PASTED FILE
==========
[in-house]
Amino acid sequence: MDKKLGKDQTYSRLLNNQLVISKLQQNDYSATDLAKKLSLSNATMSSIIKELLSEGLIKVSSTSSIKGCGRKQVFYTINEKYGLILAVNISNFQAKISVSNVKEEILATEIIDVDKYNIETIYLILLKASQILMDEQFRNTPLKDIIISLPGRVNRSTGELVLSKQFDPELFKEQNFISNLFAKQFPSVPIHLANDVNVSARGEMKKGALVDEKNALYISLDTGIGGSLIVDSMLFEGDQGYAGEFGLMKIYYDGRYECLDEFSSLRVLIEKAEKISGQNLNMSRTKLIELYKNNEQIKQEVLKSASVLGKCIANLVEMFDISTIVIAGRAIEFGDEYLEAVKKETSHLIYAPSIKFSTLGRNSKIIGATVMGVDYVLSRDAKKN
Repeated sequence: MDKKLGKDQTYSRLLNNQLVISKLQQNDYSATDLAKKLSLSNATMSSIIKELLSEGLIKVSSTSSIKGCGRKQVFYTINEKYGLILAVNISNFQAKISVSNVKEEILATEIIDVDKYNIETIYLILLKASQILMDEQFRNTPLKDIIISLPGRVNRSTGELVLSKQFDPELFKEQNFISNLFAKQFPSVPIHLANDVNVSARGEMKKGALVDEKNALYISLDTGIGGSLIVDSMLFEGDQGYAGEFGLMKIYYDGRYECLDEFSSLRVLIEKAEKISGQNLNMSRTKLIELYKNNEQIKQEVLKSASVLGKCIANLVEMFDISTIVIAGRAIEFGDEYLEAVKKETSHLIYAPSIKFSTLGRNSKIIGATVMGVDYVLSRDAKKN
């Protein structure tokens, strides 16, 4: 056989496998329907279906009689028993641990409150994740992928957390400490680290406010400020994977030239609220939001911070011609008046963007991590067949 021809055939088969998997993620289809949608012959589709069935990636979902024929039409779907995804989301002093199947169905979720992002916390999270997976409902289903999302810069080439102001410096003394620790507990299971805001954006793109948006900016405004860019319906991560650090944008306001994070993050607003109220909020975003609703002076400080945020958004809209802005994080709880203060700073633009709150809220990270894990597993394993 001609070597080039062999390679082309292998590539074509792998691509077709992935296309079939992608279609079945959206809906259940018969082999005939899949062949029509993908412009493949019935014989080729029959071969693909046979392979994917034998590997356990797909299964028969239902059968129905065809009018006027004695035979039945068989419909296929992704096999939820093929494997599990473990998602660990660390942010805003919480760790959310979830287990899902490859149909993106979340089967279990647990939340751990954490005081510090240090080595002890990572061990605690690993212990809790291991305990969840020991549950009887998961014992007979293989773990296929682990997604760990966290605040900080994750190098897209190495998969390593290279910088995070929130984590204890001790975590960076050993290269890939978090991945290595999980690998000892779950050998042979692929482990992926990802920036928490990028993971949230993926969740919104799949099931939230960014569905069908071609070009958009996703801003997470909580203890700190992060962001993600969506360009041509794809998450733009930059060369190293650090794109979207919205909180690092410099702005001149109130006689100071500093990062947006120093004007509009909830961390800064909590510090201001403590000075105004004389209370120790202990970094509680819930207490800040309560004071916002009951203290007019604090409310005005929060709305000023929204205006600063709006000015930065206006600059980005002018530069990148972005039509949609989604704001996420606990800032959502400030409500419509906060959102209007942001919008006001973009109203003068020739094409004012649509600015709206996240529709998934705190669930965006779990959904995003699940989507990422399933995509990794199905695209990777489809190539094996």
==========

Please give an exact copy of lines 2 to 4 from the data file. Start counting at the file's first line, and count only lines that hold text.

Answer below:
Amino acid sequence: MDKKLGKDQTYSRLLNNQLVISKLQQNDYSATDLAKKLSLSNATMSSIIKELLSEGLIKVSSTSSIKGCGRKQVFYTINEKYGLILAVNISNFQAKISVSNVKEEILATEIIDVDKYNIETIYLILLKASQILMDEQFRNTPLKDIIISLPGRVNRSTGELVLSKQFDPELFKEQNFISNLFAKQFPSVPIHLANDVNVSARGEMKKGALVDEKNALYISLDTGIGGSLIVDSMLFEGDQGYAGEFGLMKIYYDGRYECLDEFSSLRVLIEKAEKISGQNLNMSRTKLIELYKNNEQIKQEVLKSASVLGKCIANLVEMFDISTIVIAGRAIEFGDEYLEAVKKETSHLIYAPSIKFSTLGRNSKIIGATVMGVDYVLSRDAKKN
Repeated sequence: MDKKLGKDQTYSRLLNNQLVISKLQQNDYSATDLAKKLSLSNATMSSIIKELLSEGLIKVSSTSSIKGCGRKQVFYTINEKYGLILAVNISNFQAKISVSNVKEEILATEIIDVDKYNIETIYLILLKASQILMDEQFRNTPLKDIIISLPGRVNRSTGELVLSKQFDPELFKEQNFISNLFAKQFPSVPIHLANDVNVSARGEMKKGALVDEKNALYISLDTGIGGSLIVDSMLFEGDQGYAGEFGLMKIYYDGRYECLDEFSSLRVLIEKAEKISGQNLNMSRTKLIELYKNNEQIKQEVLKSASVLGKCIANLVEMFDISTIVIAGRAIEFGDEYLEAVKKETSHLIYAPSIKFSTLGRNSKIIGATVMGVDYVLSRDAKKN
């Protein structure tokens, strides 16, 4: 056989496998329907279906009689028993641990409150994740992928957390400490680290406010400020994977030239609220939001911070011609008046963007991590067949 021809055939088969998997993620289809949608012959589709069935990636979902024929039409779907995804989301002093199947169905979720992002916390999270997976409902289903999302810069080439102001410096003394620790507990299971805001954006793109948006900016405004860019319906991560650090944008306001994070993050607003109220909020975003609703002076400080945020958004809209802005994080709880203060700073633009709150809220990270894990597993394993 001609070597080039062999390679082309292998590539074509792998691509077709992935296309079939992608279609079945959206809906259940018969082999005939899949062949029509993908412009493949019935014989080729029959071969693909046979392979994917034998590997356990797909299964028969239902059968129905065809009018006027004695035979039945068989419909296929992704096999939820093929494997599990473990998602660990660390942010805003919480760790959310979830287990899902490859149909993106979340089967279990647990939340751990954490005081510090240090080595002890990572061990605690690993212990809790291991305990969840020991549950009887998961014992007979293989773990296929682990997604760990966290605040900080994750190098897209190495998969390593290279910088995070929130984590204890001790975590960076050993290269890939978090991945290595999980690998000892779950050998042979692929482990992926990802920036928490990028993971949230993926969740919104799949099931939230960014569905069908071609070009958009996703801003997470909580203890700190992060962001993600969506360009041509794809998450733009930059060369190293650090794109979207919205909180690092410099702005001149109130006689100071500093990062947006120093004007509009909830961390800064909590510090201001403590000075105004004389209370120790202990970094509680819930207490800040309560004071916002009951203290007019604090409310005005929060709305000023929204205006600063709006000015930065206006600059980005002018530069990148972005039509949609989604704001996420606990800032959502400030409500419509906060959102209007942001919008006001973009109203003068020739094409004012649509600015709206996240529709998934705190669930965006779990959904995003699940989507990422399933995509990794199905695209990777489809190539094996």